The Density 2D plot

Density can be represented in the form of 2D density graphs or density plots. A 2d density chart displays the relationship between 2 numeric variables, where one variable is represented on the X-axis, the other on the Y axis, like for a scatterplot. The number of observations within a particular area of the 2D space is counted and represented by a color gradient to indicate differences in the distribution of data in one region with respect to the other.

Quick details

What: Discover Distribution

Why: Understand correlations in big data with density distributions

History of Density 2D

A density plot is a smoothed, continuous version of a histogram estimated from the data. The most common form of estimation is based out of kernel density estimation (KDE). In this method, a continuous curve (the kernel) is drawn at every individual data point and all of these curves are then added together to make a single smooth density estimation. The kernel most often used is a Gaussian which produces a Gaussian bell curve at each data point.

2D Kernel density plots producing a smooth estimate of the density



When to Use a Density Plot?

1When the sample size is huge and to get a clearer picture of the distribution

Use 2d density distribution when there are a large number of data points and risk overplotting in a scatterplot. As there are too many dots, the 2D density plot counts the number of observations within a particular area of the 2D space. A 2D density plot can represent an otherwise hidden pattern of the density distribution indicating density differences using color.

An overplotted scatterplot in comparison with a density 2D graph showing differential density distribution with colors


2When you need a nuanced visualization of density

2D histograms and hexbins are useful when you need to analyze the relationship between 2 numerical variables that have a huge number of values using multiple squares or hexagons as a shaped polygon. It avoids the overplotting matter that you would observe in a classic scatterplot. One can explicitly indicate how many bins you want for the X and the Y-axis, showing a slightly different visualization using different polygons. You can also estimate a 2D kernel density estimation and represent it with contours.

Different possibilities of representing the 2D Density space


3To visualize several distributions at once, kernel density plots will generally work better than histograms.

In a density plot, we attempt to visualize the underlying probability distribution of the data by drawing an appropriate continuous curve. This curve needs to be estimated from the data, and the most commonly used method for this estimation procedure is called kernel density estimation. Overlapping density plots don’t typically have the problem that overlapping histograms have, because the continuous density lines help the eye keep the distributions separate. For multiple distributions, histograms tend to become highly confusing, whereas density plots work well as long as the distributions are somewhat distinct and contiguous.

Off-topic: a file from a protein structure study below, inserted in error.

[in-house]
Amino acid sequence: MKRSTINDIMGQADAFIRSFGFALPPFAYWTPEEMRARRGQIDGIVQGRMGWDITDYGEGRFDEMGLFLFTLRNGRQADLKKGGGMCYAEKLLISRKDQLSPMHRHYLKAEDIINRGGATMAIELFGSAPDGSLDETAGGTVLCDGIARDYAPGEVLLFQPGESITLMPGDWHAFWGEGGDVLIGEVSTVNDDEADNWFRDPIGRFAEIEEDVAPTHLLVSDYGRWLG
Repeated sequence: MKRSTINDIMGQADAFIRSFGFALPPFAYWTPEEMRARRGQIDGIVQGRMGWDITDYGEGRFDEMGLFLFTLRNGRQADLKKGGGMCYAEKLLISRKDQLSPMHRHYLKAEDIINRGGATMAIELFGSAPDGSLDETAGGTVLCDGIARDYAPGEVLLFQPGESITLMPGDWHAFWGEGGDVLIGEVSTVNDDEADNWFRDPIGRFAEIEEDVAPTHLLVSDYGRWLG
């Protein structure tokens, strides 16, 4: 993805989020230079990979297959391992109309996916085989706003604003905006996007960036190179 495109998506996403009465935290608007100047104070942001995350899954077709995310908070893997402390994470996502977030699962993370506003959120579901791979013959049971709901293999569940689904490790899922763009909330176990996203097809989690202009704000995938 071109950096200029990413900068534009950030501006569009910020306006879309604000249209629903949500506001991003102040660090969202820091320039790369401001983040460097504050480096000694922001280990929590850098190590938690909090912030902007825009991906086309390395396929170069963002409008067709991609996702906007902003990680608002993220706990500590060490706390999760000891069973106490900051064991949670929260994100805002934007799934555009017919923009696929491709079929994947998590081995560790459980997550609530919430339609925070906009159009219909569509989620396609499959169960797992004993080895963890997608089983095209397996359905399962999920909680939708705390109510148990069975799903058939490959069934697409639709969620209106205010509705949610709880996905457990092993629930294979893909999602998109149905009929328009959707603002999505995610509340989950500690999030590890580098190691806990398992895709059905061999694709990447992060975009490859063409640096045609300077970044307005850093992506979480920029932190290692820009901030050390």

Density estimates of the butterfat percentage in the milk of four cattle breeds. Data Source: Canadian Record of Performance for Purebred Dairy Cattle. In kernel density estimation, we draw a continuous curve (the kernel) with a small width (controlled by a parameter called bandwidth) at the location of each data point, and then we add up all these curves to obtain the final density estimate.



Types of 2D Density Plots

1. Hexbin

Very similar to the 2d histogram, but the plot area is split in a multitude of hexagons instead of squares. 

2. 2D Histogram

This is the two-dimension version of the classic histogram. The plot area is split in a multitude of small squares, the number of points in each square is represented by its color.

3. Contour Plot

a graphical technique for representing a 3-dimensional surface by plotting constant z slices, called contours, on a 2-dimensional format. In a contour plot, one can show the contour of the distribution, or the area, or use the raster function, to represent density.


When Not to 2D Density Plots?

1When you do not have enough data points to risk overplotting

Use scatterplot if there is no overplotting. 2D density plots are only effective in cases of overlapping data points which can be substituted by color gradient to represent values and give a sense of the data distribution more clearly. In other cases, scatterplot is a more effective visualization.

2When you cannot control the plot’s bandwidth

The bin size/bandwidth of the density plots need to be worked with as for 2d, density and histograms these plots are very sensitive to this parameter and can lead to different conclusions. If one cannot change this parameter as per context other plots should be used to represent density distributions more accurately.


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